3) The date of this earthquake should be 15 October 1138 not 9 August 1138. Translating dates from early Arabic sources is fraught with difficulty. The death toll is given by Ambraseys (BSSA 1962) as 130,000 rather than 230,000. Which is correct?

4) The epicentre was not near Xining; the quake wasn't even felt in Xining to any extent. The epicentre was in Gansu province, near Gulang. I cannot find any evidence that the death toll was so high, and this figure seems to come from Båth (1979) which is not exactly a primary source. The actual death toll seems to have been about 41,000.

5) No problem. Damghan is the town, Qumis the region.

6) The epicentre is in Ningxia, not Gansu.

7) Totally fake. This is a confusion with the 24 Dec 893 Dvin earthquake which killed 30,000.

8) No problem, but I confess to not having checked this one. Kanto is the preferred spelling now.

9) Where does the death toll for this event come from? The Kondorskaya-Shebalin catalogue gives "many tens of thousands" dead AND injured; Ambraseys (QJEG 1978) gives 19,800 dead.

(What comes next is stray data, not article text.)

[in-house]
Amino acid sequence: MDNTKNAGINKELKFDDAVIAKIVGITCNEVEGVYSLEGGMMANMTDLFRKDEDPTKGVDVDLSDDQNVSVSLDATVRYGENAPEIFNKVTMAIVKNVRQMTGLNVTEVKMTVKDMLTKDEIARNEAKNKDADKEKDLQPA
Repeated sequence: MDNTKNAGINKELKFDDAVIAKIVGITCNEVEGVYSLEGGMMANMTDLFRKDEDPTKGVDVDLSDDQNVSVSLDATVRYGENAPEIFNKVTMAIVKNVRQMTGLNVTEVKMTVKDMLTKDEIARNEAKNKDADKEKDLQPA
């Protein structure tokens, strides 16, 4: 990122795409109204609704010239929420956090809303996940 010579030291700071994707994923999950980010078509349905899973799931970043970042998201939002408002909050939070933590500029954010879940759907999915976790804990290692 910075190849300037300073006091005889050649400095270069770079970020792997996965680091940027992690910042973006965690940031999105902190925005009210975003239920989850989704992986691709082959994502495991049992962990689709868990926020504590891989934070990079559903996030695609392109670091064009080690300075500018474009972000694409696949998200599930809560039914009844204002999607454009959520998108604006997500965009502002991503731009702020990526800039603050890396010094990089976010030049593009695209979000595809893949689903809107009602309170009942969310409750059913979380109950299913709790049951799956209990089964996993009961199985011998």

10) The best estimate of the death toll seems to be about 80,000.

So that leaves us with:

1) 1556 Shaanxi 830,000

2) 1976 Tangshan 255,000

3) 856 Qumis 200,000

4) 1920 Ningxia 200,000

5) 1923 Kanto 143,000

6) 1138 Aleppo 130,000

7) 1908 Messina 80,000

So we need to bump up the reserves. The next three:

11) September, 1290 China, Chihli 100,000

12) November, 1667 Caucasia, Shemakha 80,000

13) November 18, 1727 Iran, Tabriz 77,000

Comments on these:

11) The date was 27 September, the epicentre was onshore, near Ningcheng in Liaoning province, not in the Gulf of Chihli (Bohai). Death toll was 7,220.